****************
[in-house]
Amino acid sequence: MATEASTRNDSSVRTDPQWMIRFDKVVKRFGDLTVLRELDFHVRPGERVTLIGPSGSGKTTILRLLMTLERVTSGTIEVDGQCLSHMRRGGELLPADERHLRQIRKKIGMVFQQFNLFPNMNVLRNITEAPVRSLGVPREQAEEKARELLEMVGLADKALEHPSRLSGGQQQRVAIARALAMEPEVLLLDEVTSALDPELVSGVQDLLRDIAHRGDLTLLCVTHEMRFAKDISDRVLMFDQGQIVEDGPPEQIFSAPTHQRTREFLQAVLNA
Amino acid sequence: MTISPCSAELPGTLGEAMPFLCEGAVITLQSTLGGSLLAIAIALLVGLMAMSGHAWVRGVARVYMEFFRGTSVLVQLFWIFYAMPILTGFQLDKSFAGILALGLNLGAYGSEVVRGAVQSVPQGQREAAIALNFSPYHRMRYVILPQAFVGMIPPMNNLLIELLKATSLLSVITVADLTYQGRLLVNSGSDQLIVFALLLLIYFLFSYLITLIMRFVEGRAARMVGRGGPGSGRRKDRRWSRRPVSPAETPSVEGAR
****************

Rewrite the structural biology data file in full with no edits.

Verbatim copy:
[in-house]
Amino acid sequence: MATEASTRNDSSVRTDPQWMIRFDKVVKRFGDLTVLRELDFHVRPGERVTLIGPSGSGKTTILRLLMTLERVTSGTIEVDGQCLSHMRRGGELLPADERHLRQIRKKIGMVFQQFNLFPNMNVLRNITEAPVRSLGVPREQAEEKARELLEMVGLADKALEHPSRLSGGQQQRVAIARALAMEPEVLLLDEVTSALDPELVSGVQDLLRDIAHRGDLTLLCVTHEMRFAKDISDRVLMFDQGQIVEDGPPEQIFSAPTHQRTREFLQAVLNA
Amino acid sequence: MTISPCSAELPGTLGEAMPFLCEGAVITLQSTLGGSLLAIAIALLVGLMAMSGHAWVRGVARVYMEFFRGTSVLVQLFWIFYAMPILTGFQLDKSFAGILALGLNLGAYGSEVVRGAVQSVPQGQREAAIALNFSPYHRMRYVILPQAFVGMIPPMNNLLIELLKATSLLSVITVADLTYQGRLLVNSGSDQLIVFALLLLIYFLFSYLITLIMRFVEGRAARMVGRGGPGSGRRKDRRWSRRPVSPAETPSVEGAR